In my view, puzzle games need to be exceptionally well paced, otherwise it can feel like the game simply serves you puzzle after puzzle, coated in a friendly-looking UI that acts as nothing more but the driver. In the middle of the game, I did have that feeling. We “solved” (ha!) this by limiting our play sessions to thirty minutes to an hour, before the puzzle overload or exhaustion kicks in. There was one point where we needed a certain item—as one usually does—but we couldn’t figure out how to get it. That question fermented in my subconsciousness for a day. The next time we booted up the game, we both had a novel idea on how to proceed. That’s also a part of the charm of Agent A: you get to have play/thinking time outside of the actual screen time.

The artwork for the scenery is quite fitting and unique.
The artwork for the scenery is quite fitting and unique.

As mentioned before, the game was initially released in 2015 in separate episodes, but buying it nowadays fetches you the whole set of five episodes. We managed to only pay €1.5 (!!) as part of a massive Nintendo Switch store sale, but it’s usually available for about €16.70 at different platforms, including GOG and Steam. For such a charming game—that won a couple of indie awards—this includes at least four hours of puzzling and head scratching fun. Value-wise, this is an incredibly good deal.

We played Agent A after Dexter Stardust and were initially under the impression that it was an adventure game. It is not: there’s less emphasis on story, dialogue (although Agent A has something to say about everything you click on), inventory management, and much more on the puzzle aspects. As such, it’s hard to recommend for classic point & click fans. The best comparison is, again, an escape room. Do you like puzzling your way out of a room, where an item gained is required in the next puzzle, and so forth? Then this is the game for you.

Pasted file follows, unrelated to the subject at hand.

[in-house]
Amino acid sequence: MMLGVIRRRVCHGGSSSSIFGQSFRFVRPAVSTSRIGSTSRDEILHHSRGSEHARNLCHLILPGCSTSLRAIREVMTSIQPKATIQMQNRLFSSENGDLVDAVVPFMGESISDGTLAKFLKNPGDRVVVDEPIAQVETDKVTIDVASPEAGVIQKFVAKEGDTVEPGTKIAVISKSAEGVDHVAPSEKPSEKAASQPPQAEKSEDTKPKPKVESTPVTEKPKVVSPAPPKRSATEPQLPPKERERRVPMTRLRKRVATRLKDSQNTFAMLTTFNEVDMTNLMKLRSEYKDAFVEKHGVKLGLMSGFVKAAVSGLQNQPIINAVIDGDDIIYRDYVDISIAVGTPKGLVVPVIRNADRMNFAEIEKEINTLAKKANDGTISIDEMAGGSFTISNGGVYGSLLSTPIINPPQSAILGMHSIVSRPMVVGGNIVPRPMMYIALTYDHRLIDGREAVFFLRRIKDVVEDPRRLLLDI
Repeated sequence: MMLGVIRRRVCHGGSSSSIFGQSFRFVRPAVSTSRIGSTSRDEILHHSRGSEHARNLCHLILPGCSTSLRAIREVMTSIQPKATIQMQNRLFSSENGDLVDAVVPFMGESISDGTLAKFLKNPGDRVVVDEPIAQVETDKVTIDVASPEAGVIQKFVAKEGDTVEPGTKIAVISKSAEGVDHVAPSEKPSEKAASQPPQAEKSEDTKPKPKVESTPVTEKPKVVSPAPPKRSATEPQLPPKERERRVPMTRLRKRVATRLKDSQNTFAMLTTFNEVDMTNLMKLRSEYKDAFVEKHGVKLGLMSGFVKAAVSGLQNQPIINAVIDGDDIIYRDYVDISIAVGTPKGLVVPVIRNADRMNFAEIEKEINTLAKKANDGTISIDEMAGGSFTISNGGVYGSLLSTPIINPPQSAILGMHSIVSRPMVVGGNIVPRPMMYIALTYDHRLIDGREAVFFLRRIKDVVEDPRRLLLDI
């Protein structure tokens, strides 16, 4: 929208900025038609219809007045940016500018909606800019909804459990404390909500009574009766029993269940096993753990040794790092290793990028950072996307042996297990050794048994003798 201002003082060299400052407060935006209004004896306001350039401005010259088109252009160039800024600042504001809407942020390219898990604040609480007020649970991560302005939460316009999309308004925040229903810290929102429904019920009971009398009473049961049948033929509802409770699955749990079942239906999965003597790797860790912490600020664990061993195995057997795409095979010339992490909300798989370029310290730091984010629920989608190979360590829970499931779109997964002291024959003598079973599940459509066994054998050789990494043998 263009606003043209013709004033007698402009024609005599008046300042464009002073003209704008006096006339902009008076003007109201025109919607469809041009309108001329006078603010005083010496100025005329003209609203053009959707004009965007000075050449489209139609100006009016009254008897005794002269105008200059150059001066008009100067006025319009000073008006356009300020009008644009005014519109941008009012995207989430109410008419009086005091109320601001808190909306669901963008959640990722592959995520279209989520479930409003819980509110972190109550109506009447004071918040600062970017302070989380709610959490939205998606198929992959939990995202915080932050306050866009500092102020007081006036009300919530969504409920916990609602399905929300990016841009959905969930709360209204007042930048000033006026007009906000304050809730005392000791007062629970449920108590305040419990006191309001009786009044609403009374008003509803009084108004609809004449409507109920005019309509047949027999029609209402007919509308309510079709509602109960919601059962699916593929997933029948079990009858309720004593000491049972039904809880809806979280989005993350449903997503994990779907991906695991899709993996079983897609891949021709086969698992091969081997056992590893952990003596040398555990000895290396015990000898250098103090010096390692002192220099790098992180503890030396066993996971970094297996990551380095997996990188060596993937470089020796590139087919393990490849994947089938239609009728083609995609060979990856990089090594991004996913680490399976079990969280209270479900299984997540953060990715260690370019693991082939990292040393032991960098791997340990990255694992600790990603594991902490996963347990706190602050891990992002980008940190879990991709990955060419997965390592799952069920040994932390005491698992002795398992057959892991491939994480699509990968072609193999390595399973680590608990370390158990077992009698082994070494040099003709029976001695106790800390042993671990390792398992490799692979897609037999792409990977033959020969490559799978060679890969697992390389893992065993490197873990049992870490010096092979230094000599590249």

Cut-scenes provide some, but not too much, background.
Cut-scenes provide some, but not too much, background.

Overall, we had a blast playing through Agent A. Some chapters are better than others, but that could be personal preference. It’s hard to compare or evaluate the game, but since we both really liked it, I’ll go ahead and award it that label. If I had to put it next to Dexter, though, Dexter would win. My wife begs to differ. The solution? Get both games, they’re both cheap, done by an indie team, and really worth your time!

Verdict: 4/5 I really liked it!

Categorized under: puzzle


I'm Jefklak, a high-level Retro Gamer, and I love the sight of experience points on old and forgotten hardware. I sometimes convince others to join in on the nostalgic grind. Read more about me here.

If you found this article amusing and/or helpful, you can buy me a coffee - although I'm more of a tea fan myself. I also like to hear your feedback via Mastodon or e-mail: say hello. Thanks!